Michael Graves designs everything from museums, hotels, libraries and embassies to the toasters and blenders that line the aisles of Target stores. The renowned architect, who won the American Institute of Architects Gold Medal last year, also received the National Medal of Arts in 1999 and was one of GQ's 1997 Men of the Year. As president of Michael Graves & Associates, based in Princeton, New Jersey, he works and travels all over Europe, Asia, Africa and the U.S. and never leaves home without his golf clubs.
BEST ROUND: Seventy-nine at Springdale Golf Club in Princeton
BEST SHOT: "A hole in one at Sonoma Mission Inn in Sonoma, California—I still have the ball. From about 180 yards I hit the ball straight at the green and walked off the tee. One of my playing partners said, 'It's going to go in! It's going in!' I looked back, but not in time. I missed my own ace!"
BEST PART OF YOUR GAME: "That depends on the day."
WORST PART OF YOUR GAME: "Long irons. I use a seven-wood or a nine-wood instead."
HOW DID YOU GET STARTED IN GOLF? "About fifteen years ago I had a girlfriend whose father would come to visit us, and he played all the time. He got me started. The problem is, the girlfriend disappeared and he did, too!"
FAVORITE THING ABOUT THE GAME: "The serenity. In the summertime I'll leave the office at about 6 p.m., play nine holes at Springdale and then go back to work."
FAVORITE PRO: "Tiger Woods. When he was starting to become a public figure, I liked how he answered questions—how careful and considerate he was. I like his intelligence, his grace and discipline and concentration, and of course his amazing skill on the course."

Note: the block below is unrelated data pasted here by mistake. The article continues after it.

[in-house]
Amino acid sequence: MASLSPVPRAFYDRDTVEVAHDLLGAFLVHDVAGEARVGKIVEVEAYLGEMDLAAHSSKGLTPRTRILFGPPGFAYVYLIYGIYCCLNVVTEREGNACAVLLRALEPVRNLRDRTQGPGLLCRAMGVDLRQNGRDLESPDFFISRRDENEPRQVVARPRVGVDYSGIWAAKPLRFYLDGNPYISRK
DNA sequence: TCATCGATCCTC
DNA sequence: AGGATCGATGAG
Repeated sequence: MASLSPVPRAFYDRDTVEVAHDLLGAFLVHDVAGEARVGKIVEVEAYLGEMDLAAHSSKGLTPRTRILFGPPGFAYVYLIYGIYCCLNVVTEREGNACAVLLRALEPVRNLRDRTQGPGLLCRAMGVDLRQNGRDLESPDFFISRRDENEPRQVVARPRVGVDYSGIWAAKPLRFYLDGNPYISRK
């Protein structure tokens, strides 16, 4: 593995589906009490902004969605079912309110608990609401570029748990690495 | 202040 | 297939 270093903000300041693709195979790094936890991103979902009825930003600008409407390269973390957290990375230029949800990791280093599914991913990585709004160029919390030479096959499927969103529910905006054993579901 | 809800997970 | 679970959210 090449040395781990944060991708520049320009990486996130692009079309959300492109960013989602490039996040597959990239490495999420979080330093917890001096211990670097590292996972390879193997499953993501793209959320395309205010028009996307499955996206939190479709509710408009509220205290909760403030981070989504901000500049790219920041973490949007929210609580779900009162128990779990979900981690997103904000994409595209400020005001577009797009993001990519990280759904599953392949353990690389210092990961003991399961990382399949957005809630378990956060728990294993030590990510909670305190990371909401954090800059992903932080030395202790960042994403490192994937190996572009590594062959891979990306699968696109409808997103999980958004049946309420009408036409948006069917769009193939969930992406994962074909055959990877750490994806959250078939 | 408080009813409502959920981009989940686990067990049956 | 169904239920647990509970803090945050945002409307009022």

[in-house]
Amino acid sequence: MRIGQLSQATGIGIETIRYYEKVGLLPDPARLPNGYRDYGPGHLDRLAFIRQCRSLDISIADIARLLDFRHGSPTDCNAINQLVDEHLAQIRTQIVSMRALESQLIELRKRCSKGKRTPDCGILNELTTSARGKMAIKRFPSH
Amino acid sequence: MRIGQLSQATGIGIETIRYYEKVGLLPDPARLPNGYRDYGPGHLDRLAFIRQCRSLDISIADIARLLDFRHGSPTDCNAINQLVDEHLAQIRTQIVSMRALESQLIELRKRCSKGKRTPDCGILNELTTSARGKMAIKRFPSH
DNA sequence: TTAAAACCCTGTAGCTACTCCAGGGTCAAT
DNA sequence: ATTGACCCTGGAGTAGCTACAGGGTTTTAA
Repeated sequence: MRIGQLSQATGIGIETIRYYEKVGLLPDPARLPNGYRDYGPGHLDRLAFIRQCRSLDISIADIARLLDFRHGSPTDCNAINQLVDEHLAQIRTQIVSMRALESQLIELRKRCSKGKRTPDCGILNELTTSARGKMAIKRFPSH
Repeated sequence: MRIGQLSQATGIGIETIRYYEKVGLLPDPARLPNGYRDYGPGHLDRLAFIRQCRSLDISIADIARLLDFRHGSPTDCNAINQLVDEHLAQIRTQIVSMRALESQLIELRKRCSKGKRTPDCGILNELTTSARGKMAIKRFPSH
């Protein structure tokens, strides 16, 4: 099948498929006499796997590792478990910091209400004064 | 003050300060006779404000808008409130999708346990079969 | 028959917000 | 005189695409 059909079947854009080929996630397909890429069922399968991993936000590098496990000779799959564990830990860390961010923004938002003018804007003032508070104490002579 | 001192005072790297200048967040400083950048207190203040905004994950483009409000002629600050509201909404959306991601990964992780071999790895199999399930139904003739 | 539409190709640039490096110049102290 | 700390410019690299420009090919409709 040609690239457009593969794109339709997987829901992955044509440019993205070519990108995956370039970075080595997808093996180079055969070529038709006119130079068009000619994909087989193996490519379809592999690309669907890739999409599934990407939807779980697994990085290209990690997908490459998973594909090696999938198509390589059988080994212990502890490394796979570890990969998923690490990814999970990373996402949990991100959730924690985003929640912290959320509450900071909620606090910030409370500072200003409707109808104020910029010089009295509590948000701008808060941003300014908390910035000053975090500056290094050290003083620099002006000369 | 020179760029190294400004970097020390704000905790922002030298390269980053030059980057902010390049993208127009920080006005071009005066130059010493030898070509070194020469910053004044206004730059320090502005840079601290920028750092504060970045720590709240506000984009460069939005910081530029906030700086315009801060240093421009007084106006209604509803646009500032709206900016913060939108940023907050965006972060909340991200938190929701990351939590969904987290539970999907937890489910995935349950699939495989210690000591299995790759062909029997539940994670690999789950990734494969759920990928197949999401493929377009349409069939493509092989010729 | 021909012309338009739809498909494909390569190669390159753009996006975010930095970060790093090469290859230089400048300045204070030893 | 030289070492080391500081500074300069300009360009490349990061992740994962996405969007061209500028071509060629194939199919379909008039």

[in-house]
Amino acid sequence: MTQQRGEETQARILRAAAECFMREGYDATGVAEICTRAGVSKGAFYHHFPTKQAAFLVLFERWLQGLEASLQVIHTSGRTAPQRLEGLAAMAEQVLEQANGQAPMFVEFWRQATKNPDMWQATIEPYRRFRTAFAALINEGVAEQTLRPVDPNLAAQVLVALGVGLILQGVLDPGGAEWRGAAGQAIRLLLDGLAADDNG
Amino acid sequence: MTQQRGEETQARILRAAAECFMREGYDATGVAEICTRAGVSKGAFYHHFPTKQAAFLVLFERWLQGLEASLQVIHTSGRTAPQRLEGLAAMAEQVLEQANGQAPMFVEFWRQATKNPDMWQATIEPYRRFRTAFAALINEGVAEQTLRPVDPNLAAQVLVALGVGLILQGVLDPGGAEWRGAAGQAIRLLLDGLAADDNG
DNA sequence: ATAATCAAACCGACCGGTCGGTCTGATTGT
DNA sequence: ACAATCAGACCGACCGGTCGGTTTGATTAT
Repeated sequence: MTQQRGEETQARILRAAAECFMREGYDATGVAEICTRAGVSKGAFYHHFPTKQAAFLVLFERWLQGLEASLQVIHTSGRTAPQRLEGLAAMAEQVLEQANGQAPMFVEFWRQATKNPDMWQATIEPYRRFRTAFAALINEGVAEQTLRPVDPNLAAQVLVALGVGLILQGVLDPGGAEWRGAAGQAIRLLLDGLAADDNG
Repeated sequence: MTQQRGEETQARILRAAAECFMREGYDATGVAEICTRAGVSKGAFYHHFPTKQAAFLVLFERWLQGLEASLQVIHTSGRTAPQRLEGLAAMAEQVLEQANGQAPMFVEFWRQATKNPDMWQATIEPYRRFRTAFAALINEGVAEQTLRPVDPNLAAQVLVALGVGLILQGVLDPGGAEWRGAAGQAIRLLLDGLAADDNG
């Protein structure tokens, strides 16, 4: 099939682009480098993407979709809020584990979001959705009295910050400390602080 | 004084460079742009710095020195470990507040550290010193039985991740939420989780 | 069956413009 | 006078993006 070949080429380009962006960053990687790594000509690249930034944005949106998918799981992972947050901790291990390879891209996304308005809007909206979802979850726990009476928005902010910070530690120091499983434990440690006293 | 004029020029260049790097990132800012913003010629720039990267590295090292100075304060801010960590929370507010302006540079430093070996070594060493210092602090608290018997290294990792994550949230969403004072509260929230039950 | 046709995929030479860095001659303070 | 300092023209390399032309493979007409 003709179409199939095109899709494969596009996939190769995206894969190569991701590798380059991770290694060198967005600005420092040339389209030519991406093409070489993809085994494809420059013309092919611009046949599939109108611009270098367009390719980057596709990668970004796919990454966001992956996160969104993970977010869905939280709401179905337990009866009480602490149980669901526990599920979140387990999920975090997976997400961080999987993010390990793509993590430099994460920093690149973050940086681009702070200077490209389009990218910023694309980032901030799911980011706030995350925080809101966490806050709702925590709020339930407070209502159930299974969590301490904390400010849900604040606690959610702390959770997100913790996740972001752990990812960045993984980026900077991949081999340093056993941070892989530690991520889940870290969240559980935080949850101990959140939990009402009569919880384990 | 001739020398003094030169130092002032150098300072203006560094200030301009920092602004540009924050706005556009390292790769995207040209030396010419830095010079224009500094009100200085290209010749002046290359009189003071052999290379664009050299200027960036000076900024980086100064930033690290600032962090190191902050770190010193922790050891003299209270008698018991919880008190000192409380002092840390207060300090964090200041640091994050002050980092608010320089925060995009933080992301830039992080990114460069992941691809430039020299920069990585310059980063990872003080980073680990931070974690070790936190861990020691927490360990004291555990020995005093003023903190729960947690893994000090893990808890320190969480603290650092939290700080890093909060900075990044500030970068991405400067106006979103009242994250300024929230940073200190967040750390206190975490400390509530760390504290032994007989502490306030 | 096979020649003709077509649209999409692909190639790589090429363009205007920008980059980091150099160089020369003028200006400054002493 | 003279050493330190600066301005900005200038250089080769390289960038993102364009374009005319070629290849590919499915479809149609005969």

PET PEEVE: "Cell phones. I play in a lot of celebrity events, and there's always somebody who thinks his business is more important than the game. Cell phones should be banned."
DRESS CODE: "For some reason I seem to play better in shorts than in long pants, so I'm always calling ahead, asking, 'Can I wear my Bermudas?'"
TROUBLE SHOT: "At the Teeth of the Dog in the Dominican Republic I found my ball beside an alligator. The gator wasn't moving, so I reached for the ball with my club and scooped it up. I played it as ground under repair. The alligator didn't mind—he was snoozing."
CLUBS: Callaway Big Bertha Hawk Eye VFT driver and Great Big Bertha Hawk Eye irons, Cleveland sand wedge, Scotty Cameron putter
ARE GOLF AND ARCHITECTURE ALIKE? "Architecture is not a game of perfect. There's no right way; you're always practicing. Golf is that way, too. It's like Ben Hogan said: 'I find the more I practice, the luckier I get.' The more you practice architecture, the better you get. As in golf, there's a sort of discipline to it. You have to concentrate and relax at the same time. Architecture and golf—you don't do either of them casually."
LATEST PROJECTS: A new U.S. embassy in Seoul, South Korea, to be completed by 2006, and a commercial project for the 2004 Olympics in Athens. "I've never played in Athens, so I'll probably take my clubs."